Cambridge Science Centre

 

Cambridge Science Centre prepares for Science Xchange

Written on 17 Oct 2011 in Press Release

Cambridge UK, 17 October 2011: The founders of the Cambridge Science Centre invite the public, the press and schools to the Science Xchange event on Sunday October 23.

This event, taking place at The Guildhall in the heart of the historical city of Cambridge, aims to launch the Cambridge Science Centre initiative by giving the public a sense of what a science centre in Cambridge would be like. It will fill two large rooms, one a gallery space of art, short talks and coffee science, the other an exploration hall stuffed with experiments, interactives, and a huge Heath Robinson / Rube Goldberg type chain reaction. This event is founded on strong relationships that the Cambridge Science Centre team has built into the local community and school networks.

“Individuals, artists, teachers, university departments, science outreach groups, research organisations, and corporate sponsors have all stepped up to help us put this event together. There really is a great desire for hands-on science in Cambridge all year round”, said Dr. Katia Smith Litiére, co-founder of the Cambridge Science Centre. “Organising the Science Xchange event is helping us build the community we need to create a wonderful public science centre for Cambridge.”

In the gallery adults and families will get to explore the relationship between art and science. Some of the works by UK artists include intricate protein-based textiles by Jenny Langley, a stunning collection of images by world famous photomicrograph artistSpike Walker and a (completely sterilized) antique patchwork quilt by Anna Dimitriu stained with MRSA bacteria and patterned with clinical antibiotics. Significant international artists are also on show such as Zigelbaum + Coelho, USA whose interactive lighting installation of magnetic physical pixels is being flown in from Boston.

The short talks from 1:00pm to 3:00pm will be in the intimate gallery setting and they let visitors engage with thought leaders in a wide range of topics, from Professor Dame Athene Donald on the issue of how to make more children, especially girls, feel that science is relevant to them to Dr. Fernán Federici on how synthetic biology will change the way we think about architectural design.

In the great hall next to the gallery, visitors are welcomed into a space of activity and visual wonder where they can play around with a 12 foot tall wind tunnel, beautiful light mixing technology, a table of particularly muscular ants, and an array of powerful microscopes. They can also show off their creative design and engineering talent by helping in the construction of the CAMBRIDGE MACHINE chain reaction. With Julian Huppert, MP for Cambridge pulling the starting string at 3:30pm, visitors can witness their contributions to the mayhem as dominos fall, bottles spill, paper bridges collapse, mousetraps snap, and air rockets launch in a massive chain reaction running around the Guildhall. The CAMBRIDGE MACHINE will include sections installed by schools and after-school groups from around Cambridge who have been working on their contraptions for several weeks.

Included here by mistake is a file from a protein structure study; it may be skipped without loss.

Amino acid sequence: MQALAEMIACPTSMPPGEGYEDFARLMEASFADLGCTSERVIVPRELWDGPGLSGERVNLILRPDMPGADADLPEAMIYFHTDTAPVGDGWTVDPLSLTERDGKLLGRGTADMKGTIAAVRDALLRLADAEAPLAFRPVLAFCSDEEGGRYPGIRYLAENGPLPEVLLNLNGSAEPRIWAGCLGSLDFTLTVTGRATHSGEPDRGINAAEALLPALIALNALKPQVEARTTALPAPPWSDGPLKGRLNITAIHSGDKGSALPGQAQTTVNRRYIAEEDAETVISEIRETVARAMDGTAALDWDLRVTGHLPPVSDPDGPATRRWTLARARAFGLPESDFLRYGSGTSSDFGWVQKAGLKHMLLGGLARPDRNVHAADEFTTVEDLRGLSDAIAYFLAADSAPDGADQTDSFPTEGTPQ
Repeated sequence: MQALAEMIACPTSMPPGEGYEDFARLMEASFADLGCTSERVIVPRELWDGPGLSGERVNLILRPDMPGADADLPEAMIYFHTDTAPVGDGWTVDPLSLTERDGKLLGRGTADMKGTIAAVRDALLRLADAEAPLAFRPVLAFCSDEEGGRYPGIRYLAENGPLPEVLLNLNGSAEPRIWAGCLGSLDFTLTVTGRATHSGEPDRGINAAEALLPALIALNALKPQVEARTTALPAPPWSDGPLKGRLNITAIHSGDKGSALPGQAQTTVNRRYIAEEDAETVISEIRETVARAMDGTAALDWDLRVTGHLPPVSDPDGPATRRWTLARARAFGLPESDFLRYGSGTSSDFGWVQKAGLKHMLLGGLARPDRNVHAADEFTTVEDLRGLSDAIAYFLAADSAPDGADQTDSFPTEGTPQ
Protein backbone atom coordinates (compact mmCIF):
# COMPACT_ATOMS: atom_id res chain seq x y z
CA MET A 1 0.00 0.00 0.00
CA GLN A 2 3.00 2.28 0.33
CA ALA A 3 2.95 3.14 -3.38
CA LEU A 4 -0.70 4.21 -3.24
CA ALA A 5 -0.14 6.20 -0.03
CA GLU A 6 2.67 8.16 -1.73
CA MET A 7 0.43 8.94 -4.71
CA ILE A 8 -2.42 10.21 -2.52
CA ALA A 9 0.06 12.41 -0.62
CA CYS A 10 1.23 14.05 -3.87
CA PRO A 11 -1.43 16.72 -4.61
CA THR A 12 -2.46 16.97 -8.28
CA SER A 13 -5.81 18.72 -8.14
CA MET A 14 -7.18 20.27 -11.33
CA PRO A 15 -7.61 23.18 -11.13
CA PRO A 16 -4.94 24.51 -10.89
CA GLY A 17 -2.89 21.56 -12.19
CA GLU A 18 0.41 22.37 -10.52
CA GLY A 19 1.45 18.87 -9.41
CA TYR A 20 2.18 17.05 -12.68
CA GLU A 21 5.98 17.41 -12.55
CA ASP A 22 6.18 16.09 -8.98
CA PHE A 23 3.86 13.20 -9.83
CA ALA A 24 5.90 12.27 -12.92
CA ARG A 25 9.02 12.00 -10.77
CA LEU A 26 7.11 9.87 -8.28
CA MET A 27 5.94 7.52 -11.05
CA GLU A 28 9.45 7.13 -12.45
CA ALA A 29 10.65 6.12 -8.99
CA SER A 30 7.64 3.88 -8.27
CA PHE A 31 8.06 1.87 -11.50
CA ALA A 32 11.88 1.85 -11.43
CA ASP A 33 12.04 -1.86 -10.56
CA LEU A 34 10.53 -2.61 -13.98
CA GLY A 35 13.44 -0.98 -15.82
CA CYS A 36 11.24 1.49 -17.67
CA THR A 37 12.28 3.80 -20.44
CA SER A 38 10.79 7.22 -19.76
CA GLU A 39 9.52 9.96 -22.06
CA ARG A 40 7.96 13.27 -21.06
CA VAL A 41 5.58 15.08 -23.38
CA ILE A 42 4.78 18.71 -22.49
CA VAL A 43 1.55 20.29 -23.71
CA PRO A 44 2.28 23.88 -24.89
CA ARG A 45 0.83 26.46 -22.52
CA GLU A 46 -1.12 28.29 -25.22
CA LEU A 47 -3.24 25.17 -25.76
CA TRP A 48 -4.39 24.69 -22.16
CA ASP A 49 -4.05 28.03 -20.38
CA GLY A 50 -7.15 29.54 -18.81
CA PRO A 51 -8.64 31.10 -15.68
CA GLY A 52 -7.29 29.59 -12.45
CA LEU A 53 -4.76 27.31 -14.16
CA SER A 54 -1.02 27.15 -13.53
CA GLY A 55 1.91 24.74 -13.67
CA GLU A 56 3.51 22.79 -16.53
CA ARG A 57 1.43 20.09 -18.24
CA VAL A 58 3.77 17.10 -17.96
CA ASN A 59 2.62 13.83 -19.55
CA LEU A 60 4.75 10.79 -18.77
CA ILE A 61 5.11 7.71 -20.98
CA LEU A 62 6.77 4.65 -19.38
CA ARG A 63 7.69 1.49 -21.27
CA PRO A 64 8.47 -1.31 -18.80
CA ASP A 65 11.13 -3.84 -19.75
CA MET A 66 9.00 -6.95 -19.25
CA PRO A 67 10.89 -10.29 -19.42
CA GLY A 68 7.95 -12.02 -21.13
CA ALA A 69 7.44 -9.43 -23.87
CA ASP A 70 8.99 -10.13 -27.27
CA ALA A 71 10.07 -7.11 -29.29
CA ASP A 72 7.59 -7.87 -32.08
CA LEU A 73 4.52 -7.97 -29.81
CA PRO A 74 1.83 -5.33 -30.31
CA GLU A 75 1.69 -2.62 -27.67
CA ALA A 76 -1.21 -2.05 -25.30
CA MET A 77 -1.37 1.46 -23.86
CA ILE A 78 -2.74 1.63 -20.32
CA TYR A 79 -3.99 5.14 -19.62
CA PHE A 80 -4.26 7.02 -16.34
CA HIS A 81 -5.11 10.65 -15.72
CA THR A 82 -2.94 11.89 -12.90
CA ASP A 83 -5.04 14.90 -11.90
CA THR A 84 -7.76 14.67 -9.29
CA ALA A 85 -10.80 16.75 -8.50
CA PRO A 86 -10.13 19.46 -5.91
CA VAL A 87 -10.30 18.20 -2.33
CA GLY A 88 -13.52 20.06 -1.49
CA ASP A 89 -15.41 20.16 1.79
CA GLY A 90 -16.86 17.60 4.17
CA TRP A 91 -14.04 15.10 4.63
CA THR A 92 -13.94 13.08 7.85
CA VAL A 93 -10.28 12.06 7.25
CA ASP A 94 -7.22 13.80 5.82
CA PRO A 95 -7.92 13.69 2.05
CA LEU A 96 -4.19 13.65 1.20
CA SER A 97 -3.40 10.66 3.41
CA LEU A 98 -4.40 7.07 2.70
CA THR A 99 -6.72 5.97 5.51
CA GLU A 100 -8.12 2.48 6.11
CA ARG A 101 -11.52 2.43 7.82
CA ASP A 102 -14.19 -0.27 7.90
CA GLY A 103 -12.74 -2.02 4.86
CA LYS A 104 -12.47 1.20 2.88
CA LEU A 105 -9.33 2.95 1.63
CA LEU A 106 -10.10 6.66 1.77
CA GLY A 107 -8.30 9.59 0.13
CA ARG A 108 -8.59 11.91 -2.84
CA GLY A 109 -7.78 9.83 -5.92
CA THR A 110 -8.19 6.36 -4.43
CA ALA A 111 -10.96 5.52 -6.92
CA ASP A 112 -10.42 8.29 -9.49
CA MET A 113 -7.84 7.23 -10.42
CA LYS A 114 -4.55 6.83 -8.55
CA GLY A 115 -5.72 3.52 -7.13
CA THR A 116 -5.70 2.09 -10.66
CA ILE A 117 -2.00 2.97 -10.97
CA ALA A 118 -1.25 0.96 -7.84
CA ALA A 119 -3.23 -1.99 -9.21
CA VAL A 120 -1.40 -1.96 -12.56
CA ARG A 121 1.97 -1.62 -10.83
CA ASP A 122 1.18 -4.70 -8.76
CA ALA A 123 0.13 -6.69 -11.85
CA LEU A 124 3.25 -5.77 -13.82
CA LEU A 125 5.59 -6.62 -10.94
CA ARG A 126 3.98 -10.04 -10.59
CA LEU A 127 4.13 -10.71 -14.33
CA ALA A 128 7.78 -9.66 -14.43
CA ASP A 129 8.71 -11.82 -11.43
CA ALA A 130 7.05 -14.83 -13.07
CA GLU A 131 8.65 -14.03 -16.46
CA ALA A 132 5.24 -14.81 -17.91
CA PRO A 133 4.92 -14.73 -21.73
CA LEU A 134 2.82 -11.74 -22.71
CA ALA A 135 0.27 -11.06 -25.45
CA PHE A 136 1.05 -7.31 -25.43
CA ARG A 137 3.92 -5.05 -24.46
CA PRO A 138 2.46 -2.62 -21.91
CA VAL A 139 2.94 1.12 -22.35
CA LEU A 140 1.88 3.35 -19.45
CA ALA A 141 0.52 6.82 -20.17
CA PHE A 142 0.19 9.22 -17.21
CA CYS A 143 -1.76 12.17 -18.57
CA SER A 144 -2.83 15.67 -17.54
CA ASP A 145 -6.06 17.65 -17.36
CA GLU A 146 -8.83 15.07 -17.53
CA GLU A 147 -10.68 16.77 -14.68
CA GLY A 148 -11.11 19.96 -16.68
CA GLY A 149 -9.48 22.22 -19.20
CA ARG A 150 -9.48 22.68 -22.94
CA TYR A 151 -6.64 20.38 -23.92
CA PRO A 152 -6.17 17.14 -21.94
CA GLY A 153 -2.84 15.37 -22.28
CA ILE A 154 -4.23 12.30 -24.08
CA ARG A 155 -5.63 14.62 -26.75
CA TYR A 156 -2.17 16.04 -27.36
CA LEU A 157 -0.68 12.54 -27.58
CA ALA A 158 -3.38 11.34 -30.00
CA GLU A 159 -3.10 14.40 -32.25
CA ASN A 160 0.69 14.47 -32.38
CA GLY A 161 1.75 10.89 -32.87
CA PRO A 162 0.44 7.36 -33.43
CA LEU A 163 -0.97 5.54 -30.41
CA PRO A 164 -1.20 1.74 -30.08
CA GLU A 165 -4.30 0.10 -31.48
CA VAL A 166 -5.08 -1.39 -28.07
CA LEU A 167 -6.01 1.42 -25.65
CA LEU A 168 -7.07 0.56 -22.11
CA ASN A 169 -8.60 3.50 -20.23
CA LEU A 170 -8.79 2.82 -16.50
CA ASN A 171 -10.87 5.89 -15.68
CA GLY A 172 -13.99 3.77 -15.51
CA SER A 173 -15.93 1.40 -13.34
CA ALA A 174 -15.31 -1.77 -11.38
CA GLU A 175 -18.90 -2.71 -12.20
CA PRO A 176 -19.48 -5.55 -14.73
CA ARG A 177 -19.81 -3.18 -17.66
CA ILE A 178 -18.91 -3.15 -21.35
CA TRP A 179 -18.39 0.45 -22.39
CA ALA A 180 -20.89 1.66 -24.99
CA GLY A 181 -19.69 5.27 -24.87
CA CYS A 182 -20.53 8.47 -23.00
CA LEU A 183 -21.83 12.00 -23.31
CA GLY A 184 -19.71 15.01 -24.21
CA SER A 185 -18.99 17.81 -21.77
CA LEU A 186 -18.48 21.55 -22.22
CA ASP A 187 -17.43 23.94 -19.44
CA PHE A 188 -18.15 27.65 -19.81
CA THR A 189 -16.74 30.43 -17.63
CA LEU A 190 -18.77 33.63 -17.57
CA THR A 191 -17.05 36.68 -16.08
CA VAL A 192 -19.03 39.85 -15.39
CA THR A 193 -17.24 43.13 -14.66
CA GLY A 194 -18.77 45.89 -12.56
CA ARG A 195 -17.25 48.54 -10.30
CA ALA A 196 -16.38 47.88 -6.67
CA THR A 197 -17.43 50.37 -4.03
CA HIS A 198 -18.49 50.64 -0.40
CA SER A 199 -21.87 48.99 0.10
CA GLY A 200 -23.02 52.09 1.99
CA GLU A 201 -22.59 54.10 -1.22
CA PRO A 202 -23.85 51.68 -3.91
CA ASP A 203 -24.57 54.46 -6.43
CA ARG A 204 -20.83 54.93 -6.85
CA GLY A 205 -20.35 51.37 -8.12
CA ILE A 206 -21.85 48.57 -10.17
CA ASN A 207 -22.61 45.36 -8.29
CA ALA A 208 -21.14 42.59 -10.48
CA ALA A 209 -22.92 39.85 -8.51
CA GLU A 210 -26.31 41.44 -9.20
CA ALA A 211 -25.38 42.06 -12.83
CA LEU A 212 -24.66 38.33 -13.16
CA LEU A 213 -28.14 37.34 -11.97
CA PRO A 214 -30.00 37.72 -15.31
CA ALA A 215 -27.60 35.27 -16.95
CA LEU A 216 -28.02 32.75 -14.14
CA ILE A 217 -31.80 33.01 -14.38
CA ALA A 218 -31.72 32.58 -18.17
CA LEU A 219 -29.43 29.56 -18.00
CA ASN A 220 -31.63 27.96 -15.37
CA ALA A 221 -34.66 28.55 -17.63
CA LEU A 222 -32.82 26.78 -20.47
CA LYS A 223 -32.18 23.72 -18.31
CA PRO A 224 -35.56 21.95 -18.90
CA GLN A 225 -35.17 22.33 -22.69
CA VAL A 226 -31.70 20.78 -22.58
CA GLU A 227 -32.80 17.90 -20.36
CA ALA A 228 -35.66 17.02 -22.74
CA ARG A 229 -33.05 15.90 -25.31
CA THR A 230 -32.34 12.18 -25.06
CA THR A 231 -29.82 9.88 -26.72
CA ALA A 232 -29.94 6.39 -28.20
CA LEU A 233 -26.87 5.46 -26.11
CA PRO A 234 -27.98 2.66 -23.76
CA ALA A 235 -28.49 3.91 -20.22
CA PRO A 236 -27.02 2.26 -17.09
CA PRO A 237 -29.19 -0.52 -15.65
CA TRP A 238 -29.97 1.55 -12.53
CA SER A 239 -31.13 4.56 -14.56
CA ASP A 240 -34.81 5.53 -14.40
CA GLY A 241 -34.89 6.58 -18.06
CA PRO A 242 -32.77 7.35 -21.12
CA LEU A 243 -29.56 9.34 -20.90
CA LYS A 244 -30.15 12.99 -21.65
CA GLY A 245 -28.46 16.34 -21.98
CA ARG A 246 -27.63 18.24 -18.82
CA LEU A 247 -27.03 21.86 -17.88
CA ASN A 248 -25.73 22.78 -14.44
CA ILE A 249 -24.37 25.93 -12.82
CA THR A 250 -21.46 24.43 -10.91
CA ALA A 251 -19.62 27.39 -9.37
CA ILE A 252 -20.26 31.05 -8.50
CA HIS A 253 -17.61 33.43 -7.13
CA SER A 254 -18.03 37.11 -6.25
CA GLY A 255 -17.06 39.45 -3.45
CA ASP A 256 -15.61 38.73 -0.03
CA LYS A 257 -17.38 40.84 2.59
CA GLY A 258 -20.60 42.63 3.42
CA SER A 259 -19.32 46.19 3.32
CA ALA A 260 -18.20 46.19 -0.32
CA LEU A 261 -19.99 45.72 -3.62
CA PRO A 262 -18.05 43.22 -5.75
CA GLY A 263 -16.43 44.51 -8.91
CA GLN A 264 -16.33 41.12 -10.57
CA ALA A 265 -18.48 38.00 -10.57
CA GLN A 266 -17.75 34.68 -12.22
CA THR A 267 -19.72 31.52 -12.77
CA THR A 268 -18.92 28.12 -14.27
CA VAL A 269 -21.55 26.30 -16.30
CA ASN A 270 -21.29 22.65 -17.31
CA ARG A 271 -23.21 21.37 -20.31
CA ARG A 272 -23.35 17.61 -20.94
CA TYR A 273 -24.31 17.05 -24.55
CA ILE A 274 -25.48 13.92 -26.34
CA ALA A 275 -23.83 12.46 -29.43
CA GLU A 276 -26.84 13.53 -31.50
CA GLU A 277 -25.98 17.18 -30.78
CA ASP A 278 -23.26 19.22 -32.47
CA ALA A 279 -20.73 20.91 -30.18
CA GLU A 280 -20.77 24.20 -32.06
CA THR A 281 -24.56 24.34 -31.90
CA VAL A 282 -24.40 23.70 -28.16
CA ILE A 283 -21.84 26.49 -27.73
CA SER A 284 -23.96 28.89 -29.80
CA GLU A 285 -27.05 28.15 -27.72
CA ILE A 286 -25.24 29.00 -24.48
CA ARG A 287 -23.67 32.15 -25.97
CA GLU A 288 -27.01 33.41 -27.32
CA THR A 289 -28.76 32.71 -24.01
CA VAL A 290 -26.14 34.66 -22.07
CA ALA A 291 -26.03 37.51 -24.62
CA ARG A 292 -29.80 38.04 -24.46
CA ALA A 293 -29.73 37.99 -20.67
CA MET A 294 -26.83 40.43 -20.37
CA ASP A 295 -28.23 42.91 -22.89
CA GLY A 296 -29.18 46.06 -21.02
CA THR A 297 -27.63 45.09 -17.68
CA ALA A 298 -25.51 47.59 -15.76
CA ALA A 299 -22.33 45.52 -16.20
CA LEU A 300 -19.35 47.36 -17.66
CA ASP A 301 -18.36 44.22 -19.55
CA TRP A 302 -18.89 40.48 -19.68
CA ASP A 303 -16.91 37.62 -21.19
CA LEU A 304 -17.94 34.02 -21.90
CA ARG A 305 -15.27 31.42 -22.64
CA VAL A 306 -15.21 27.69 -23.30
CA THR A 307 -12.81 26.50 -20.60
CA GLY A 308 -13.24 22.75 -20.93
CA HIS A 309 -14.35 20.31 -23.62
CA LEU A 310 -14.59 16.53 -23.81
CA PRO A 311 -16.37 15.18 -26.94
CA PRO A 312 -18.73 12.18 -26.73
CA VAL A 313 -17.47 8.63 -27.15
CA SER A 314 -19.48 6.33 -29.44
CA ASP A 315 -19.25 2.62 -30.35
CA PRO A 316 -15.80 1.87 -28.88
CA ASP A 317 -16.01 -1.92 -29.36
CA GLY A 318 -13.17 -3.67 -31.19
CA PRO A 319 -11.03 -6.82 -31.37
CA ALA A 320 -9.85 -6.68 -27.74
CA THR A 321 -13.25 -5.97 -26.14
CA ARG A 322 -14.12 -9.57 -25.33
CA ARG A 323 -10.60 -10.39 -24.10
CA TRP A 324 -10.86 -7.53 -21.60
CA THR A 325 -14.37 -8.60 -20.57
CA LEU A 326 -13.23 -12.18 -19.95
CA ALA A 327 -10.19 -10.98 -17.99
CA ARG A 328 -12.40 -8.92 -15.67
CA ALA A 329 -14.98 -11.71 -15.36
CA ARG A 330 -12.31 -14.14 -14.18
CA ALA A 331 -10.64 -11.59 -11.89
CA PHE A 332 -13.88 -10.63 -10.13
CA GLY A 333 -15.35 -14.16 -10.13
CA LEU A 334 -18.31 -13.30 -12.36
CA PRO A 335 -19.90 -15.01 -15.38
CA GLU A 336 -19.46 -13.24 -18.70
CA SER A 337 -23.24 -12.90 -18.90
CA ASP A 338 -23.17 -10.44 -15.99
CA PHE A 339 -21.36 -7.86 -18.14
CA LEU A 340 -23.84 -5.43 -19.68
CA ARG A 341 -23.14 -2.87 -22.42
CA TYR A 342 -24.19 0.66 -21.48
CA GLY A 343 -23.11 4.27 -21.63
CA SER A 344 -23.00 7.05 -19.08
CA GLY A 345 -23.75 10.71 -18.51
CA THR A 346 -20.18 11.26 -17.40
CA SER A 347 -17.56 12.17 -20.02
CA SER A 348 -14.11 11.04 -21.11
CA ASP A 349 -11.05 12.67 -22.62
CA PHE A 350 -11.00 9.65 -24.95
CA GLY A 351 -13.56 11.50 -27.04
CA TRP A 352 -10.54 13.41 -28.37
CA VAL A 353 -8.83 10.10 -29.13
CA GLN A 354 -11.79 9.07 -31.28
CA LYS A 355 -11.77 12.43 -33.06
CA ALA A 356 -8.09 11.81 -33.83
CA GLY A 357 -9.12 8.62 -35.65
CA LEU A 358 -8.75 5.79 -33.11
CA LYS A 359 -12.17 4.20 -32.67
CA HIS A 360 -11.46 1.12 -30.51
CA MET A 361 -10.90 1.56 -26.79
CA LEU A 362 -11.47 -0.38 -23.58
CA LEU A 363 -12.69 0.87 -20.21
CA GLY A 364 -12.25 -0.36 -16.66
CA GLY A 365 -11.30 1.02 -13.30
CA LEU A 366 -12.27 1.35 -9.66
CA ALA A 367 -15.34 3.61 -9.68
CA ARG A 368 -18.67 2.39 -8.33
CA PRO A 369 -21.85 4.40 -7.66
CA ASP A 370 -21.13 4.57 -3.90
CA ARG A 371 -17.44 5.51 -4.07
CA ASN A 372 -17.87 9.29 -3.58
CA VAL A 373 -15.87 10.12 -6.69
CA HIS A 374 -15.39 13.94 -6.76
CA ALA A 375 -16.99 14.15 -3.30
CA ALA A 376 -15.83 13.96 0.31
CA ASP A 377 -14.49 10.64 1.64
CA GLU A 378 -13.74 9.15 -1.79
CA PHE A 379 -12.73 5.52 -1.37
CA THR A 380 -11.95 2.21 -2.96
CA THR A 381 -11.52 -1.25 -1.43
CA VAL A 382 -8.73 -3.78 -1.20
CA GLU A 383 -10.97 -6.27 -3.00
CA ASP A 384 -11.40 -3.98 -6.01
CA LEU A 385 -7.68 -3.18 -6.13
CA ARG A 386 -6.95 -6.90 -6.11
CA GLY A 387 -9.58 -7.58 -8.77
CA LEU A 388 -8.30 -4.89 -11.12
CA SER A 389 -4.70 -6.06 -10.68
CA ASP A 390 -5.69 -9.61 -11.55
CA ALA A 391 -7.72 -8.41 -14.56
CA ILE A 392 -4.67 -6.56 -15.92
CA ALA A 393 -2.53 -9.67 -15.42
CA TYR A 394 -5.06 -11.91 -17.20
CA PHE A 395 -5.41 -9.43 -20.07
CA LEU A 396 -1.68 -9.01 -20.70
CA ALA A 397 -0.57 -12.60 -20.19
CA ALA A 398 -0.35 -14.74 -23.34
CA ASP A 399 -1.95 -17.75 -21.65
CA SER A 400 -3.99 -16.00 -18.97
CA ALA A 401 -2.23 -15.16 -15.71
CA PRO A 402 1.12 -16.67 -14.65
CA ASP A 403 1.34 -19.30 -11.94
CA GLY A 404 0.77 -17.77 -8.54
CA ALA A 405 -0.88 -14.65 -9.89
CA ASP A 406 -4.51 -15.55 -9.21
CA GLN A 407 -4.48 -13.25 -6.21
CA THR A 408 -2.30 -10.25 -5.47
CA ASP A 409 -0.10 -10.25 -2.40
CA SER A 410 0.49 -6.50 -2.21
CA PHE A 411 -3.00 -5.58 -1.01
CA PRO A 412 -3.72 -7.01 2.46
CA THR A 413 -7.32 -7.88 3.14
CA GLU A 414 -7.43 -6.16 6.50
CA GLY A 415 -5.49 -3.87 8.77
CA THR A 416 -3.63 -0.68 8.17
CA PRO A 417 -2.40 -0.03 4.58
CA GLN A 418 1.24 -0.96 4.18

"We've been working closely with the Cambridge Science Centre team over the past few months and we are delighted to be a supporter of their Science Xchange event" said Elizabeth Crilly, Director of STEM Team East. "A science centre in Cambridge would be a wonderful resource for the volunteers and teachers who are committed to rounding-out STEM education. Cambridge would really benefit from a well appointed publicly-accessible lab for students, a place for students to get a hands-on understanding of the relationship between STEM learning and career opportunity, and the chance for STEM Ambassadors and STEM companies to contribute to science exhibit development."

One of the aims of the Cambridge Science Centre initiative is to merge the sciences and arts to create an attractive and engaging space for people of all ages. It will be a resource not just for the public, but also a space for teachers to help inspire their pupils and themselves. The Science Xchange event has really helped engage the Cambridge Science Centre organizational team with the network of local schools.

"The science teacher community in Cambridgeshire is excited by the prospect of a Cambridge Science Centre", said Ian Harvey, Head of Biology, Hills Road Sixth Form College. "A permanent space with talks, exhibits and workshops would greatly enhance and enrich our delivery of the STEM curriculum and add the "wow" factor. The Science Xchange event on October 23rd should open the eyes of teachers and students as well as the wider community to the opportunities which a Cambridge Science Centre could
offer."

The Science Xchange event is free of charge and open to the public from 11:00am - 4:00pm on Sunday October 23rd. It is sponsored directly and in-kind by Microsoft Research Ltd, MedImmune, and Carl Zeiss UK along with several other companies and research organizations. Bookings are not necessary. More can be found on the website at: www.cambridgesciencecentre.org/xchange.